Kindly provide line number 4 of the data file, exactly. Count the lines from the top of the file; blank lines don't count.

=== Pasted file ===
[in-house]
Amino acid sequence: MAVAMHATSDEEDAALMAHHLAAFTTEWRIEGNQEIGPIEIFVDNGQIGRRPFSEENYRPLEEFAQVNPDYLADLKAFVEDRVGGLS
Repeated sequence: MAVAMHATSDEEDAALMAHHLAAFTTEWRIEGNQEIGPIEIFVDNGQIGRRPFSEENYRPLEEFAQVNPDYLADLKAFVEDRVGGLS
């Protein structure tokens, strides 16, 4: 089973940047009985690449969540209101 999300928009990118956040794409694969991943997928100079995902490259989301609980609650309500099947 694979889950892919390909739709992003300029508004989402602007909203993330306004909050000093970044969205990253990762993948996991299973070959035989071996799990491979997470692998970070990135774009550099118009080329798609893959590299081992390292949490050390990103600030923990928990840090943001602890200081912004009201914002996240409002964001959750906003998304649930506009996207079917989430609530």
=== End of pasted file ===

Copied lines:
């Protein structure tokens, strides 16, 4: 089973940047009985690449969540209101 999300928009990118956040794409694969991943997928100079995902490259989301609980609650309500099947 694979889950892919390909739709992003300029508004989402602007909203993330306004909050000093970044969205990253990762993948996991299973070959035989071996799990491979997470692998970070990135774009550099118009080329798609893959590299081992390292949490050390990103600030923990928990840090943001602890200081912004009201914002996240409002964001959750906003998304649930506009996207079917989430609530």